PetsMart sues pet groomer - East Valley Tribune: Business

PetsMart sues pet groomer

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Posted: Friday, September 5, 2003 11:30 pm | Updated: 1:10 pm, Thu Oct 6, 2011.

It's a David and Goliath story that's gone to the dogs. Phoenix-based PetsMart, the largest pets store in North America with more than 600 superstores and second quarter net income of $28 million, filed a civil lawsuit earlier this year to shut down a small Mesa dog grooming shop named Aunt Donna's, a business the owner says makes $800 a week while spiffing up an average of 30 pooches.

“They even had a private investigator come here to have their dog done to see if we were grooming,” said Donna Rager, a former PetsMart groomer and owner of Aunt Donna's.

“There's a big red sign that says 'Grooming.' You can't miss it.”

When Rager went to work for PetsMart in July 1996, she signed noncompete and confidentially agreements that said she would not compete within five miles of a PetsMart. When she quit the store in April, she opened her 800-square-foot grooming business at Baseline and Extension roads, less than five miles from a PetsMart at Stapley Drive and Baseline Road.

Citing the agreement, the company sued in June saying the shop will cause “substantial, immediate and irreparable harm.” It also alleged she took the company's trade secrets, including confidential grooming training materials and customer contact information.

The company also accused Rager of recruiting at least two PetsMart groomers who also had signed a noncompete clause. Jennifer Pflugfelder, a PetsMart spokeswoman, said company policy is not to comment on cases in litigation. Two calls to the company's attorney, Robert Itri, were not returned.

Arizona State University law professor Jonathan Rose said noncompete contract clauses are common.

Most often they are used with high-profile people who have special skills or access to trade secrets.

“They are enforceable only if they are reasonable,” he said. “They have to be necessary to project some legitimate interest of the employer.”

In Rager's case, Rose said the mere fact PetsMart gave her some training probably wouldn't be enough to enforce the agreement.

“But if she had a lot of customer or trade secret information, they might say what outweighs the obvious restriction it puts on her ability to practice her profession.”

Lately Arizona courts have been tougher upholding the clauses than in other jurisdictions, Rose said. Rager began her PetsMart career as a dog bather and brusher. In the suit, the company says it spent $7,000 for her groomer training. She became a grooming manager and worked at two of the company's Mesa stores, including the one at Stapley and Baseline.

More than two years ago Rager began making plans to leave PetsMart, but she was diagnosed with breast cancer and decided to stay because she needed a job and benefits. Seven operations later, Rager's health improved and she called an attorney in January to ask about the noncompete contract she had signed. A copy of her agreement says she cannot own, manage or operate “any pet food or pet supplies retail business.”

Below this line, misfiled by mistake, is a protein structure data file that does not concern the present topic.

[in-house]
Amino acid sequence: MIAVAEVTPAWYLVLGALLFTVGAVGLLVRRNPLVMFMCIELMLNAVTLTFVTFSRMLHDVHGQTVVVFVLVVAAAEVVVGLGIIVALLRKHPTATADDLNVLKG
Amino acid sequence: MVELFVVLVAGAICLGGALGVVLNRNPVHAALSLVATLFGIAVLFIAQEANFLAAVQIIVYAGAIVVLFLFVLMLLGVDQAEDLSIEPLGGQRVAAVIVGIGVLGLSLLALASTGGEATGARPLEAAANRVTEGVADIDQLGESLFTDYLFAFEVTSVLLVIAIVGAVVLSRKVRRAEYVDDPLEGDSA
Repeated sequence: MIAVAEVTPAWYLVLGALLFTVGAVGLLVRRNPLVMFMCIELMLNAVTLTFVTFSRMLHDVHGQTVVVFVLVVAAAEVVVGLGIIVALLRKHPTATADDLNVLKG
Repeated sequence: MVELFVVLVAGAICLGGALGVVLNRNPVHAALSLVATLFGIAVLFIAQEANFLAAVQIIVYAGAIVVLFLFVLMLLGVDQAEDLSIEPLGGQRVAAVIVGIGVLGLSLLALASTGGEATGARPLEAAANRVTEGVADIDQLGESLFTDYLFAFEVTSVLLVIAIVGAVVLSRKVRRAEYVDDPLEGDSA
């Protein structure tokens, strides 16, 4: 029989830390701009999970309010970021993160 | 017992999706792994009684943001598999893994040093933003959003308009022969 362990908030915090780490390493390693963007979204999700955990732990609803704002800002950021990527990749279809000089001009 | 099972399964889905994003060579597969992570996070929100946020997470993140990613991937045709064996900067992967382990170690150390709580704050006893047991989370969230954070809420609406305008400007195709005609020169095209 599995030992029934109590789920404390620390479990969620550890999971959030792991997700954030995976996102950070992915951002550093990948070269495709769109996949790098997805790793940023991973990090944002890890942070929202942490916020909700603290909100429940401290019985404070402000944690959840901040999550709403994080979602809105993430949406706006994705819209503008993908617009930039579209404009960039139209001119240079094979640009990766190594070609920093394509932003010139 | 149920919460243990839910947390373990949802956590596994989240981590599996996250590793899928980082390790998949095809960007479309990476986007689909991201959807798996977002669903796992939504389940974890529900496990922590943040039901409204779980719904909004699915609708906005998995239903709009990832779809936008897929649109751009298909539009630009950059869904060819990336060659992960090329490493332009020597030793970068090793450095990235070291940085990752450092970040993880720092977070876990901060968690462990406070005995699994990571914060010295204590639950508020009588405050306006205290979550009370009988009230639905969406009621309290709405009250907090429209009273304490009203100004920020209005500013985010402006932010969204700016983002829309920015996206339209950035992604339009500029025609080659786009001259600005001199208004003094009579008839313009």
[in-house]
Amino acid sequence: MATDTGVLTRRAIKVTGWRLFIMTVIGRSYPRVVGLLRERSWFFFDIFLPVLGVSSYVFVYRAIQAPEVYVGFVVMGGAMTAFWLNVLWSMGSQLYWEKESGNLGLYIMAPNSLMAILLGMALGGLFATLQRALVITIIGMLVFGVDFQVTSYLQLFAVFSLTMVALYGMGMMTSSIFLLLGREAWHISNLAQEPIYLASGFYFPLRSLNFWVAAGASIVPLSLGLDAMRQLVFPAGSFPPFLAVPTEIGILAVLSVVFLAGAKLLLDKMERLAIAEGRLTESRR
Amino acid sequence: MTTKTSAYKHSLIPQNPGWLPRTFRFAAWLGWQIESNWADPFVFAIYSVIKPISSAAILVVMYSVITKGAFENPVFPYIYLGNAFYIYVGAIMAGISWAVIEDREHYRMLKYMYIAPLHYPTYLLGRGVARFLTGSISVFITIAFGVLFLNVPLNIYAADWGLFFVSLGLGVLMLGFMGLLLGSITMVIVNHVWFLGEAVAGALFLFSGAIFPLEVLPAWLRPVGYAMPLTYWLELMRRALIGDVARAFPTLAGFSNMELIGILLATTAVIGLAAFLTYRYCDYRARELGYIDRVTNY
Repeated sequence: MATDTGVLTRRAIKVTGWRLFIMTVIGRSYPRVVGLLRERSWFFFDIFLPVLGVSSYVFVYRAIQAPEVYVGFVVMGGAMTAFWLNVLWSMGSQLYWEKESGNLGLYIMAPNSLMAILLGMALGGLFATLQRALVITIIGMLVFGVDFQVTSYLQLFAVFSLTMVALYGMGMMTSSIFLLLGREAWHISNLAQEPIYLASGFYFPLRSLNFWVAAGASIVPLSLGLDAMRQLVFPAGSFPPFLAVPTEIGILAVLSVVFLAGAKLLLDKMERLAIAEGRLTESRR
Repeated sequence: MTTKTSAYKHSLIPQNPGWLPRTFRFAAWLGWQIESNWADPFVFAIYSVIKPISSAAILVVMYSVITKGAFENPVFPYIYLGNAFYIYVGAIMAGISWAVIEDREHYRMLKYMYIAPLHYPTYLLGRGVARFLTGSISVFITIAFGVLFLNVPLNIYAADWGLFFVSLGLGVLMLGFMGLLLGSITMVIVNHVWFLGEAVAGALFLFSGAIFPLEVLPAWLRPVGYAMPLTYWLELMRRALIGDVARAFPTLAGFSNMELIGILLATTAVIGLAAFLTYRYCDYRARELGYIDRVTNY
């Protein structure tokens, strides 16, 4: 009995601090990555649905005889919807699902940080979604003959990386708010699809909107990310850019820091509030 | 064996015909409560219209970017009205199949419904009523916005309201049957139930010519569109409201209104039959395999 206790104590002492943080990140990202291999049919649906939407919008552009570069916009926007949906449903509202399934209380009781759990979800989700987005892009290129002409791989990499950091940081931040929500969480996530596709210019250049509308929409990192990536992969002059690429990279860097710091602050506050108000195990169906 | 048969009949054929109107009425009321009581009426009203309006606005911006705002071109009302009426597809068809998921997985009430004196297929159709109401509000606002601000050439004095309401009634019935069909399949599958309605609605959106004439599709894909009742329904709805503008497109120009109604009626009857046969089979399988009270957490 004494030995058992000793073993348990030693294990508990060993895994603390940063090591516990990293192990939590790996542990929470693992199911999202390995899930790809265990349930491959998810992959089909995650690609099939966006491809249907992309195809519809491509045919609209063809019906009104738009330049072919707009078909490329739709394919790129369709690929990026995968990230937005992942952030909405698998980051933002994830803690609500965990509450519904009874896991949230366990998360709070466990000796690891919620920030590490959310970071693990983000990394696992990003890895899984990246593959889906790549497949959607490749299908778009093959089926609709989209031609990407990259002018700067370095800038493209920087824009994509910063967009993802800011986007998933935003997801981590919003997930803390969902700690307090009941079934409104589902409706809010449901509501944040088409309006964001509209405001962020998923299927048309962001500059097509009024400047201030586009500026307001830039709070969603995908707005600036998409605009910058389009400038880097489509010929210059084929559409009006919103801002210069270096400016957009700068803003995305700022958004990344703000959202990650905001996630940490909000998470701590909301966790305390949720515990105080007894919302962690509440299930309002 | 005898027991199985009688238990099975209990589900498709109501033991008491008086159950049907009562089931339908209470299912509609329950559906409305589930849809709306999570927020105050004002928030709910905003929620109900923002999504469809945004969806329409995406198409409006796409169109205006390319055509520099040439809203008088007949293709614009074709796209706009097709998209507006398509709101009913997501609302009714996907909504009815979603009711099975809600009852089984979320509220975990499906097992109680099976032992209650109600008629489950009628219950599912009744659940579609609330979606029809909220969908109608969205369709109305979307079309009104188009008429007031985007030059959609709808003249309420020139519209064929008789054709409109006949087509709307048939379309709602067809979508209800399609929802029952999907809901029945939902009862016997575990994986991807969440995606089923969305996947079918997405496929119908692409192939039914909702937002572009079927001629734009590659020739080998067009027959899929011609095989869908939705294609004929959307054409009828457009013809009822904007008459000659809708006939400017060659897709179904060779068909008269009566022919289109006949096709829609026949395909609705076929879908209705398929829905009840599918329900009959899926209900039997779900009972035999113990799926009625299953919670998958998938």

“It doesn't say anything about grooming services and it doesn't say anything about grooming,” she said. “It just says I won't work for a retailer.”

Nonetheless, her lawyer suggested she look outside the five-mile radius.

“I did look outside of it,” Rager said. “A month-and-a-half later I called him back and told him it was close to impossible. It takes out Mesa, Gilbert, most of Chandler and Scottsdale. The only thing that's not five miles from a PetsMart is like south Chandler where you're in the farms and all that kind of stuff, and the landfill. It's an unrealistic geographical area they are trying to enforce. It's ridiculous.”

Rager said she and her employees researched the company's lawsuits during the last decade and found it had never filed a suit against a groomer or grooming manager.

“You can't have a contract and then all of a sudden, after 10 years, enforce it,” she said, adding she has a list of roughly 20 former groomers, grooming managers and bather-brushers who quit the store and went to work for other grooming shops. “It's crazy because they've never done it before.”

In its lawsuit, PetsMart claims Rager told her manager she was starting a business and only gave the company one day's notice she was quitting.

But Rager said her boss was aware of the plan.

“I was honest,“ she said. “I was straight up. I said ‘I'm starting my own business. I'm out of here. You've known for years I wasn't happy here.’ ”

According to court documents, the company hired a private investigator who took her dog to visit the shop. A cash register receipt shows the the investigator tipped Crystal Melton, a former PetsMart employee, $5 to make the total bill $46.

Rager had a six-hour deposition Thursday, and she says she has racked up between $5,000 and $6,000 in legal fees. A judge refused to grant PetsMart a temporary restraining order in July and a preliminary hearing is set for Sept. 19. Rager's attorney, William Shostak, has filed a motion for summary judgment to get the case settled quickly.

To show the stranglehold she says PetsMart has on the local dog grooming industry, Rager points to recent U.S. census numbers that show Mesa recently jumped past Atlanta to become the nation's 40th-largest city.

“It's a matter of how big is too big,” she said. “They've just about covered the Valley. Would you think Atlanta was small if somebody said you can't work in Atlanta.”

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